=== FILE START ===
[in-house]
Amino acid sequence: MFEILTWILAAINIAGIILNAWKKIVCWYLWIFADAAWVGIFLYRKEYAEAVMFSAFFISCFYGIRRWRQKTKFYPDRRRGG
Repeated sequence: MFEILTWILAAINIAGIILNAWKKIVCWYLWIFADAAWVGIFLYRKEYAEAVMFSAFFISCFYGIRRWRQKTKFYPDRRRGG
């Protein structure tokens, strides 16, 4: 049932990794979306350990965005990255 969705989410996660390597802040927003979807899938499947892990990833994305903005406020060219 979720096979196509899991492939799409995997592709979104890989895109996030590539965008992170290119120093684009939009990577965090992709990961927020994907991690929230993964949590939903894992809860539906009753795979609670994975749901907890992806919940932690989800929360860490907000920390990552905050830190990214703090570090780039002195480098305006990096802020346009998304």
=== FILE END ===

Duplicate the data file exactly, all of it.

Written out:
[in-house]
Amino acid sequence: MFEILTWILAAINIAGIILNAWKKIVCWYLWIFADAAWVGIFLYRKEYAEAVMFSAFFISCFYGIRRWRQKTKFYPDRRRGG
Repeated sequence: MFEILTWILAAINIAGIILNAWKKIVCWYLWIFADAAWVGIFLYRKEYAEAVMFSAFFISCFYGIRRWRQKTKFYPDRRRGG
């Protein structure tokens, strides 16, 4: 049932990794979306350990965005990255 969705989410996660390597802040927003979807899938499947892990990833994305903005406020060219 979720096979196509899991492939799409995997592709979104890989895109996030590539965008992170290119120093684009939009990577965090992709990961927020994907991690929230993964949590939903894992809860539906009753795979609670994975749901907890992806919940932690989800929360860490907000920390990552905050830190990214703090570090780039002195480098305006990096802020346009998304």